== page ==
WASHINGTON – America's roads, public transit and aviation have gotten worse in the past four years. Water and sewage systems are dreadful. The basic physical backbone of American society is barely above failing, a report by top engineers says.
It'll cost $2.2 trillion to fix America's ailing infrastructure, according to highlights of a report being released early, just as the House of Representatives readies its first vote on President Barack Obama's call for a massive economic stimulus spending package.
The country's roads, dumps, dams, bridges, schools and rail systems need lots of that money, say the engineers, who would get a piece of the pie in working on the repairs. Government officials are already aiming billions of dollars at those physical needs as part of what at the moment is a $825 billion economic stimulus package. But the engineers say that's not enough.
Overall, the American Society of Civil Engineers gives the U.S. physical backbone for everything from schools and parks to dams and levees a D. That's the same overall grade as the last time the group gave a report, in 2005, but it really is slipping from a "high D" to a "low D," said report chairman Andrew Herrmann.
Herrmann, an engineer with the New York firm Hardesty & Hanover, said his group is issuing the highlights of the report — the full document won't be out until late March — "to be relevant ... investing in our infrastructure will create jobs."
Of the 15 areas the engineers looked at, three got worse and only one got better. The three that worsened were all transportation oriented: aviation dropped from a D+ to a D; so did public transit; and America's intricate roadway system potholed from a D to a D-. Only the energy system improved, from a D to a D+.
In 2005, the engineers said it would cost what would be $1.7 trillion in current dollars to fix what's broken. Now the pricetag is up to $2.2 trillion.
"That just goes to show that waiting has cost money," Herrmann told The Associated Press on Tuesday evening. "We haven't made any progress in four years. If my kid came home with 11 Ds and 4 Cs, I know I wouldn't be happy."
America's solid waste system was the only C+ on the report card. Bridges got a C; parks and rail systems managed C-. The only D+ plus was for energy. Solid Ds went to aviation, dams, hazardous waste, schools and public transit. The worst grades, D-, went to drinking water, inland waterways, roads and sewage systems.
"That absolutely makes sense," said Granger Morgan, head of Carnegie Mellon University's engineering and public policy program and an expert who wasn't part of the 28-engineer panel that handed out the grades. Morgan said just traveling the world shows that American infrastructure, especially in transportation, "is certainly not in the same league as parts of the developing world and parts of Europe."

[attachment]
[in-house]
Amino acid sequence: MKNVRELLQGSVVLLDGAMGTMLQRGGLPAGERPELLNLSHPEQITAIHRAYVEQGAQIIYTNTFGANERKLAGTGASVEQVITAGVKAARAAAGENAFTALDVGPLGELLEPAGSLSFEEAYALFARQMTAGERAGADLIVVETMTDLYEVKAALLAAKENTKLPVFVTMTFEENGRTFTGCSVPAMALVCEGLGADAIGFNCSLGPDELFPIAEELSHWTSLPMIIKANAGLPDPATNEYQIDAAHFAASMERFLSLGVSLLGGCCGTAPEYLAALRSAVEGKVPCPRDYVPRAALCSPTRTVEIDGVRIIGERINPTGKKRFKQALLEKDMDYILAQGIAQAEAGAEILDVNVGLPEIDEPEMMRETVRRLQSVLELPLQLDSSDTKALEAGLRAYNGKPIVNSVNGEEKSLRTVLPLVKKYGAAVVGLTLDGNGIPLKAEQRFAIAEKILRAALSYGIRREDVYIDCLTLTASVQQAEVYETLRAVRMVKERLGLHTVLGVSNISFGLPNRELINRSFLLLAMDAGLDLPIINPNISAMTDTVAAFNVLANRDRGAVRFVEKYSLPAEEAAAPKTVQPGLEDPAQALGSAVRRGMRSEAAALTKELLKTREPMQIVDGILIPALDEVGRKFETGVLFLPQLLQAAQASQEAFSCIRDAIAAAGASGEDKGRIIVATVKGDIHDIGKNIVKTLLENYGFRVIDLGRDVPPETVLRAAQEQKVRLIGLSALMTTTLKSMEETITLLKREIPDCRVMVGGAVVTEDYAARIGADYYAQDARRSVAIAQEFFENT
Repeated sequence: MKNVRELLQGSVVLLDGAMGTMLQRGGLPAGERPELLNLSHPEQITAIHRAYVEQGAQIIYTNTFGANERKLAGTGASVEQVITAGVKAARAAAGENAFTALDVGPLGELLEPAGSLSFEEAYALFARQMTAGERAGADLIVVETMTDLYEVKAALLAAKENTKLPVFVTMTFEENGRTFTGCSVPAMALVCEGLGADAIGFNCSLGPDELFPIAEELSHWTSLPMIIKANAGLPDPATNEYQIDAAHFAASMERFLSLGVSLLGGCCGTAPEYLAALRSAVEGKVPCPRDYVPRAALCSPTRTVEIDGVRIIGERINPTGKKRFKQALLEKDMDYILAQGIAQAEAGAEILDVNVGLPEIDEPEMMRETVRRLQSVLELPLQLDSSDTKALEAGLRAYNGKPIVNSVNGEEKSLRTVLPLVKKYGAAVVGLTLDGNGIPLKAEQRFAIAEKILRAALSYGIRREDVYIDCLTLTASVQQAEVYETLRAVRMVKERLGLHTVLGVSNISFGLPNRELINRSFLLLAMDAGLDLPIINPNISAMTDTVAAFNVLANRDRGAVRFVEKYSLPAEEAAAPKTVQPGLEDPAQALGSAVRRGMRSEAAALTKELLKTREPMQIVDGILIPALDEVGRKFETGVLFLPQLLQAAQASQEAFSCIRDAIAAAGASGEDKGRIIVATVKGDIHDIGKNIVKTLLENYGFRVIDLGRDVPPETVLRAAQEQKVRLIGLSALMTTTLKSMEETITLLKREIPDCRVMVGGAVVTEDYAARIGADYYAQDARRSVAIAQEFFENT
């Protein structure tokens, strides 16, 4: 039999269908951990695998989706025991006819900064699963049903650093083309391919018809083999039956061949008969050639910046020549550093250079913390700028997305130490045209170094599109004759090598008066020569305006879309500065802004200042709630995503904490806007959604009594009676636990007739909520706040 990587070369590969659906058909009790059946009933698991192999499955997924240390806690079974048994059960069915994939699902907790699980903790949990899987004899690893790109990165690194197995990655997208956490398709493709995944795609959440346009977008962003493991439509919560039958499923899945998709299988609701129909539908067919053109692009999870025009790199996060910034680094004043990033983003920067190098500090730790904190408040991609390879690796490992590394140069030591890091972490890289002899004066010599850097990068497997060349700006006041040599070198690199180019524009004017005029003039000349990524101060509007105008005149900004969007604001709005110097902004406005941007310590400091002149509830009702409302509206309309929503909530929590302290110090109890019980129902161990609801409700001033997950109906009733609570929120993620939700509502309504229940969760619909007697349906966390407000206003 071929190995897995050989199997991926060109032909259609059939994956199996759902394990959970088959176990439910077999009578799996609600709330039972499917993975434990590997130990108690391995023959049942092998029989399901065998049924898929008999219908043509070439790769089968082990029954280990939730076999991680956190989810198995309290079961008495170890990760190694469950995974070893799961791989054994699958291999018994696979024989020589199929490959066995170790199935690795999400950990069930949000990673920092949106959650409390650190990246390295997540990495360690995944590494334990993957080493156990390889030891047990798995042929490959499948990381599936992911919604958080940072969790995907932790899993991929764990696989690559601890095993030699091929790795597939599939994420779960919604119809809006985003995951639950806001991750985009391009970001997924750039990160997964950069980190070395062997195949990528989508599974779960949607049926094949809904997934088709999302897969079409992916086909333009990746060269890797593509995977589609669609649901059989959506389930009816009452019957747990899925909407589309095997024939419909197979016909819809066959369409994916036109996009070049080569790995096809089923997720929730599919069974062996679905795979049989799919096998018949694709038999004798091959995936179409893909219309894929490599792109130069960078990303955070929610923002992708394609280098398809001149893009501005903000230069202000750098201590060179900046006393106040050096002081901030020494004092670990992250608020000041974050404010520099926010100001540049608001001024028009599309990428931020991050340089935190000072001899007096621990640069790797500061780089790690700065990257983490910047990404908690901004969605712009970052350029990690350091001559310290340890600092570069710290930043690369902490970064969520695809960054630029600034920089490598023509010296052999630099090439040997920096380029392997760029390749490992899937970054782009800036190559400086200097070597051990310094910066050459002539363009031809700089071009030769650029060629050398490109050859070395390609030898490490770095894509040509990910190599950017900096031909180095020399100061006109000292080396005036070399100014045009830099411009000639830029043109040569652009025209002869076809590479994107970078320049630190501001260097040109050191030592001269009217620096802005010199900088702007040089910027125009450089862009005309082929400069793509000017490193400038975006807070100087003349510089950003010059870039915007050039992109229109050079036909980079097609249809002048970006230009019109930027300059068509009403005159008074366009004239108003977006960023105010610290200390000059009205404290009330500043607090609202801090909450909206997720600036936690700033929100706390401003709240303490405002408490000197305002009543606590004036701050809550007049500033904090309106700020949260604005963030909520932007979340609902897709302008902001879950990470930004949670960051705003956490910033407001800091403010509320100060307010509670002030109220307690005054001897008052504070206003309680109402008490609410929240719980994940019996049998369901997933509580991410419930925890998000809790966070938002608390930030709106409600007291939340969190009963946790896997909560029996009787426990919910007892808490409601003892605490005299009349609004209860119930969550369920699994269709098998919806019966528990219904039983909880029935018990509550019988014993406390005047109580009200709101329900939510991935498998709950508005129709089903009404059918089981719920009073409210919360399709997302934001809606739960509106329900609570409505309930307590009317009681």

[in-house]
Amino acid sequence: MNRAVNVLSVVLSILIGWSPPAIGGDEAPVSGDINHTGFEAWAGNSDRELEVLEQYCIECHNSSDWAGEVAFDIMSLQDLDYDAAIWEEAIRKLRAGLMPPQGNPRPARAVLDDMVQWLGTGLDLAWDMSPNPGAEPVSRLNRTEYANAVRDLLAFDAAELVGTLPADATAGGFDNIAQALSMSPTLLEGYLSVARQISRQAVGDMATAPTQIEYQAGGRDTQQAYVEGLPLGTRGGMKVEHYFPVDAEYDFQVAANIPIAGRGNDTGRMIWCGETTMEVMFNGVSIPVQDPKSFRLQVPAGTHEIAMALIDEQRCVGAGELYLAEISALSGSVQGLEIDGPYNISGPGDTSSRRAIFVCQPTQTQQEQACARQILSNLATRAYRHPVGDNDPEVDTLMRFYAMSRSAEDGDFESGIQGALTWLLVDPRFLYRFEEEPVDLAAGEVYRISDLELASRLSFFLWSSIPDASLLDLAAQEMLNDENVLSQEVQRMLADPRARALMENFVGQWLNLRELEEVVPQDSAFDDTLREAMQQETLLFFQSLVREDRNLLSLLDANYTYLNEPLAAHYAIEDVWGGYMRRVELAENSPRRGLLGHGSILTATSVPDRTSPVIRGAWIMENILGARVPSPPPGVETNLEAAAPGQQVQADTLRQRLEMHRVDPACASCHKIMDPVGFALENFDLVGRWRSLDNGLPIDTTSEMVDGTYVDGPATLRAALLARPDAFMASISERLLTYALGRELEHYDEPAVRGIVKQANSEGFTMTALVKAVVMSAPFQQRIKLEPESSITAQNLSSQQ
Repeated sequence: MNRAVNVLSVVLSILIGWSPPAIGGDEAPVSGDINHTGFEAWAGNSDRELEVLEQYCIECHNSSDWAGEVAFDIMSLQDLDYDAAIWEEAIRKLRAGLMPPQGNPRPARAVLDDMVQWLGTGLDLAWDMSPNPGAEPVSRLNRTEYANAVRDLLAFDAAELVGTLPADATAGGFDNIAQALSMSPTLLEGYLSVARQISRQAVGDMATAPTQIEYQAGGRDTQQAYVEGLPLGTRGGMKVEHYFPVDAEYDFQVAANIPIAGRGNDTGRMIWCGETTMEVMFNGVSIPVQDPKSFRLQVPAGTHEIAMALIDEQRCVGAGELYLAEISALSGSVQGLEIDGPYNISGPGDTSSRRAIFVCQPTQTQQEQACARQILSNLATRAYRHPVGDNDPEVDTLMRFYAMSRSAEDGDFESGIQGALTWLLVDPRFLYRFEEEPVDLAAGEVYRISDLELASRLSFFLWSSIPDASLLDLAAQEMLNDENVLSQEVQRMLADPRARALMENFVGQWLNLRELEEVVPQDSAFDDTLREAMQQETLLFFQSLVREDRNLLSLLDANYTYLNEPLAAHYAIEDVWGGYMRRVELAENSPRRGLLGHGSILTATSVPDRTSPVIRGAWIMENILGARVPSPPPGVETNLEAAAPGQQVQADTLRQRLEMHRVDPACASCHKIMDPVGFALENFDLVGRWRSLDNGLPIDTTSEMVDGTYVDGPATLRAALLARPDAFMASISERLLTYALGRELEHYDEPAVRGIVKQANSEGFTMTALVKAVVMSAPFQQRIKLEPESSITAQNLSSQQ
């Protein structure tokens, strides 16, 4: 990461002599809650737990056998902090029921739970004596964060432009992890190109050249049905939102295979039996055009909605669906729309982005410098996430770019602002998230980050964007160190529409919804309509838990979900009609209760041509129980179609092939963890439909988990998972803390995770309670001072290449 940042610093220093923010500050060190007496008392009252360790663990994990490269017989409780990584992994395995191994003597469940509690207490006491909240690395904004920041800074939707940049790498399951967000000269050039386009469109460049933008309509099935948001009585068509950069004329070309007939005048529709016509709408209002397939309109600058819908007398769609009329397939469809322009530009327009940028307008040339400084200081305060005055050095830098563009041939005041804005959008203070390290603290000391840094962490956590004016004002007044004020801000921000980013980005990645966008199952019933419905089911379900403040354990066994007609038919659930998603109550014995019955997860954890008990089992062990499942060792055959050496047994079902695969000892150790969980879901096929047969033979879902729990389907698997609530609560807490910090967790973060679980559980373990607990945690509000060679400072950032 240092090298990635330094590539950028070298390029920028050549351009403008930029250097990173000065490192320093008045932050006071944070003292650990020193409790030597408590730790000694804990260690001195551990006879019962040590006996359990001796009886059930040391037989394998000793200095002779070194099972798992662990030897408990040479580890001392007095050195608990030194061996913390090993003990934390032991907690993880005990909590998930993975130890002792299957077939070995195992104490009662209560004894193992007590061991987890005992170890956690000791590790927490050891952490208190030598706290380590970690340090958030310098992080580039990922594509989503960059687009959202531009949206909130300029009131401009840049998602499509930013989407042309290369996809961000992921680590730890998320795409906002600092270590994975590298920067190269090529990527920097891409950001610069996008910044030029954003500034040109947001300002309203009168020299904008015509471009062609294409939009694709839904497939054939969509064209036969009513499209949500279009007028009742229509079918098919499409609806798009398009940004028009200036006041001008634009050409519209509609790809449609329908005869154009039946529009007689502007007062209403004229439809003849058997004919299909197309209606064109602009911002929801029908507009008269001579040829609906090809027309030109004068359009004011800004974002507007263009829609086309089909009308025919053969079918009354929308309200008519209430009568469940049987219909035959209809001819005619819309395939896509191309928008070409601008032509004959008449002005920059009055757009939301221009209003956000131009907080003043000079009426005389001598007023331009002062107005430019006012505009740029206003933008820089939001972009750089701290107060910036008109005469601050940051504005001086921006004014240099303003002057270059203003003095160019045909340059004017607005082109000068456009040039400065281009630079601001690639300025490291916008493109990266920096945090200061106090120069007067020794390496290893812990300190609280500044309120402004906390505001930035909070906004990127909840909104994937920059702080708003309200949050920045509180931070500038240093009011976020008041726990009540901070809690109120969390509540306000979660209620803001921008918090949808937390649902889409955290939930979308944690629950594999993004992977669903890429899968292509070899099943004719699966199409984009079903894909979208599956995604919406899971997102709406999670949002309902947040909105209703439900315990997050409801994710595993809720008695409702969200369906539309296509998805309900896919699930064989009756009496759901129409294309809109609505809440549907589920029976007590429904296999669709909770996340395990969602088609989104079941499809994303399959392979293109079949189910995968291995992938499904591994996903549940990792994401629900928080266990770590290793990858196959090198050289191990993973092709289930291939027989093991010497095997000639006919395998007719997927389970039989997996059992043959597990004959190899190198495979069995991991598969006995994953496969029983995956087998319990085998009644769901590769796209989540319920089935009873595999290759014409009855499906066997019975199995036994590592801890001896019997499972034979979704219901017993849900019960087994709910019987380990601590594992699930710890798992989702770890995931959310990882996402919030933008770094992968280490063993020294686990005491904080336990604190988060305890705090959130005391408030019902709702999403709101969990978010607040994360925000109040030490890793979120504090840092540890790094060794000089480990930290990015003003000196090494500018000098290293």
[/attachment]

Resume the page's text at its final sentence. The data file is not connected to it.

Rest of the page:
But just because the federal government is handing out lots of money and society's physical backbone needs plenty of repairs, that doesn't automatically mean the government should spend most of its dollars on things such as new roads and power plants, Morgan said. Often, building newer roads doesn't fix congestion, yet building better public transit would pay off more, he said. And spending on energy efficiency more than physical power plants makes sense, he added.
"One really needs to make these choices on a bit of solid engineering economics as opposed to emotion and rhetoric," Morgan said. "We've got an enormous pent-up need. The only message is: `Let's be careful to the extent that we can in the manner we spend the money.'"
And even though the pricetag to fix America's physical needs is $2.2 trillion over five years, it's really only half that bad because $1.1 trillion of that is already being spent or planned, Herrmann said. The biggest "gap" between what's being spent or planned and what's needed is an additional $548.5 billion in roads and bridges, the report said. Second is $189.5 billion for public transit.
"Do you realize we're driving on a lot of roads that were built during the Eisenhower Administration," Herrmann said.
The report, the first one issued since Hurricane Katrina flooded New Orleans, added America's 100,000 miles of levees as a new area of failing infrastructure. Levees, which hold back floodwaters, get a D minus grade, with the report saying, "The risk to the public health and safety from failure has increased."